TV technology, and penalties it leads to, attracts USGA and R&A attention

Tiger Woods
Getty Images
Tiger Woods was penalized two shots in the BMW Championship despite arguing that his ball only oscillated as he tried to remove a branch in front of it. The video that showed otherwise was taken in high-definition.
Doug Ferguson
Associated Press

Series: PGA Tour

Published: Wednesday, September 18, 2013 | 1:04 a.m.

ATLANTA – Television evidence indicated a possible rules violation. The official talked to the player before he signed his card, and the player was adamant that no violation occurred. 

The decision went in favor of the player because the evidence was deemed inconclusive. 

This was not Tiger Woods at the BMW Championship. 

This was Colin Montgomerie in the Volvo Masters at Valderrama in 2002. Video appeared to show Montgomerie's putter touch the ball before it had stopped rolling after he missed a 5-foot putt on the 10th hole. 

He wasn't penalized, and wound up sharing the title with Bernhard Langer when the playoff couldn't continue in darkness. 

Why no penalty? 

"We went through this involved question-and-answer," European Tour Chief Referee John Paramor said Tuesday. "He said, `I did not touch this ball.' We had no other evidence apart from these two-dimensional TV picture. If it had been shot from another angle, maybe it could have been proved." 

Golf and television have come a long way. 

Woods was penalized two shots in the BMW Championship despite arguing that his ball only oscillated as he tried to remove a branch in front of it. The video that showed otherwise was taken in high-definition, clear enough to see every dimple. 

And this might be golf's next frontier, at least when it comes to the rules. 

"Our Rules of Golf committees – the USGA and R&A – are always trying to look forward at what they should address," said Thomas Pagel, the USGA's senior director of rules and competition. "Certainly, HDTV has been on the forefront for the last several years." 

Pagel pointed to April 2011 and Decision 33-7/4.5 as "the beginning of the review of HDTV and what impact it has." 

The faces on those decisions were Padraig Harrington and Peter Hanson. Harrington was disqualified for an incorrect score when HDTV revealed his ball moved when he was removing his marker on the green. Hanson's violation was a double-hit.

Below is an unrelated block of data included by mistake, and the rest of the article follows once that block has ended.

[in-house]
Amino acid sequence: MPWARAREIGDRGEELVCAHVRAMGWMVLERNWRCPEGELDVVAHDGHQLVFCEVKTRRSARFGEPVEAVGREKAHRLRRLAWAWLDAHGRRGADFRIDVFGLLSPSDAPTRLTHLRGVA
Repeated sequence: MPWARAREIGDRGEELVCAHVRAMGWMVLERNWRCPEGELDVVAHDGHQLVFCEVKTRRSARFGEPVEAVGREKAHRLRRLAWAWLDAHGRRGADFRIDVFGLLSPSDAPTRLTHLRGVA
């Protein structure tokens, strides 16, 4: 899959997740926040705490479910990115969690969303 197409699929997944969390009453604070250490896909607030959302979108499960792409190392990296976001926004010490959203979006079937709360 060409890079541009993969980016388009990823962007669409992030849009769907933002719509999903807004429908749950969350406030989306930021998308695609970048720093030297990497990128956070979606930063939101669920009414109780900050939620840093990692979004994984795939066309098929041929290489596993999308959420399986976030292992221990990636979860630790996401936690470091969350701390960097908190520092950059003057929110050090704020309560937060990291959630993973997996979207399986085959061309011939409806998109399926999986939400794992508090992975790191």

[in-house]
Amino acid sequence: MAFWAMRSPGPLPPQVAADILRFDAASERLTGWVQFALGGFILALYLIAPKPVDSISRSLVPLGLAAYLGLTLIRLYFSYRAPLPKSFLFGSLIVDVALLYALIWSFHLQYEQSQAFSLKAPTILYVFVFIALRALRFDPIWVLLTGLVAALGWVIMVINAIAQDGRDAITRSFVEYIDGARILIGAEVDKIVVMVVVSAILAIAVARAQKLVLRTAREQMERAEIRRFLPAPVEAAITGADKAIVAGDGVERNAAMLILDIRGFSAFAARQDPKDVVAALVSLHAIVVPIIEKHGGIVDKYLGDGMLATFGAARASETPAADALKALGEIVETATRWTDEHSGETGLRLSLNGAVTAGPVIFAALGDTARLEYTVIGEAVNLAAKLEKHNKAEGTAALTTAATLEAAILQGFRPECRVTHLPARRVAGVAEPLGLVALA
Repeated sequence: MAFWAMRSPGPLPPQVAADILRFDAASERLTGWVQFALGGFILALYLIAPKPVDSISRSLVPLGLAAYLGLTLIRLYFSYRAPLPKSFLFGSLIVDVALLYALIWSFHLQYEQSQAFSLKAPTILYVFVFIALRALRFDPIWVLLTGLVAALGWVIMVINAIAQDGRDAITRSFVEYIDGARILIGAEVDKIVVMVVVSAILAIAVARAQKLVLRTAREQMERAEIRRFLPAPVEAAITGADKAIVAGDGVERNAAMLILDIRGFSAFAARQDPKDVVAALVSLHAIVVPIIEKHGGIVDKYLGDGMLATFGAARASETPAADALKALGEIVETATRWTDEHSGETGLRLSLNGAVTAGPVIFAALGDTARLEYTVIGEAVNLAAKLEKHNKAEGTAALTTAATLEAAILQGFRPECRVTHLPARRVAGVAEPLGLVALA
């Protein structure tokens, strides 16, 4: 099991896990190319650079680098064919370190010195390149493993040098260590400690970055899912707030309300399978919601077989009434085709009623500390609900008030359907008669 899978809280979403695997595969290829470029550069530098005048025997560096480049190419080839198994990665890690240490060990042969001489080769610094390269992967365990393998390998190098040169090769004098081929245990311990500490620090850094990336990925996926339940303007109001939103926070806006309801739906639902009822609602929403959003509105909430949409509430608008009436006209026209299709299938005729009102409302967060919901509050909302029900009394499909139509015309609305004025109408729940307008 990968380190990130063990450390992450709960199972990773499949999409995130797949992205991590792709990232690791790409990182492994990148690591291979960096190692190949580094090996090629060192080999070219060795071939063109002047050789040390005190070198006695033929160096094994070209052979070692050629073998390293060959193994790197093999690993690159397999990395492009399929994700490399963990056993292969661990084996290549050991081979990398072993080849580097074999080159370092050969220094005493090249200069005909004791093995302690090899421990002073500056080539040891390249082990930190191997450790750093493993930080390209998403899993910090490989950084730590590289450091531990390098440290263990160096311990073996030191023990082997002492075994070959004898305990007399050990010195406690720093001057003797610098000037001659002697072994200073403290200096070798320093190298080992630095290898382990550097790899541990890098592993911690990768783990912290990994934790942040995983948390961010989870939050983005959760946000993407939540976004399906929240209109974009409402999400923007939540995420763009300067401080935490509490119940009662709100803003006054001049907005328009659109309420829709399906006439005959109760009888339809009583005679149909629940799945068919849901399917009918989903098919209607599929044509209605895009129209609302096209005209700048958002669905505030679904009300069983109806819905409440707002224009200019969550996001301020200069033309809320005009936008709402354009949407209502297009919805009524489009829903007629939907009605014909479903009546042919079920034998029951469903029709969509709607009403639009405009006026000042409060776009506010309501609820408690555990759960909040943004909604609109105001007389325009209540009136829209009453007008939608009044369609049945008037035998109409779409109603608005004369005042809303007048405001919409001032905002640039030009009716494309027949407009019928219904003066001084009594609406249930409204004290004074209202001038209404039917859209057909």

In both cases, the infraction was revealed only through the use of high-def – in Hanson's case, it was played in super-slow motion. 

The next edition of the Decisions of Golf is due in January 2014. 

"As we continue to have these issues, it's certainly something to consider," Pagel said. "But I don't want to get ahead of myself." 

Regarding the players who get far more TV coverage than anyone else, PGA Tour Commissioner Tim Finchem said there was no easy answer. 

"We have a lot more cameras on the players who are in contention Sunday," he said. "You've got 70-something players on Sunday. Seven or eight or 10 of them can win the golf tournaments; 85, 90, 95 percent of the camera time is on those seven or eight players." 

Finchem doesn't have strong feelings about TV viewers calling in violations. He referred to it as "cumbersome and difficult and awkward" at times, yet interesting to the fans. He said the tour would take a look at prohibiting viewers calling in, though it is not believed to be a high priority. 




Perhaps we should let NFL viewers call in when they see a penalty occuring in a game. Then they could last 6 hours instead of 3 and we would get more football viewing time!!


Tiger didn't whine when he received outside assistance to move a boulder, aka "loose impediment". Had that been any Sunday golfer on the course, they would have had two choices - chip out sideways or take a penalty stroke and drop away from the boulder. He didn't whine when he hit an "errant" approach far to the right of the green, off the clubhouse roof and into the parking lot. That time he was allowed to pick up his ball and drop it back on the course with a clear shot to the green without penalty. I'm sorry but even after viewing the video of the movement of the ball, he still "contends" that the ball oscillated. If the ball "oscillated, why didn't he continue to remove the stick, since it would have been clear of the ball??? That's how liars and cheaters keep a "clear" conscience. They fabricate "facts" in their mind even when faced with undeniable facts placed right in front of their eyes. This guy has no integrity what so ever


For Eastlake this week-end, maybe it would be fairplay
for the organisation members to tell Tiger immediately how many strokes he will be penalised this time ??


Fans calling in to report possible rules violations and the use of high technology to monitor players and shots have become part of TV golf experience. It is unfortunate that only the top few groups or players get such scrutiny but that is the way it is. I think there should be a process in which players should have every opportunity to review the video and talk with rules officials before signing their scorecard.

It would be interesting to know the distribution of rules violations throughout the field and how many violations are detected by technology as opposed to the player calling the violation on himself or herself.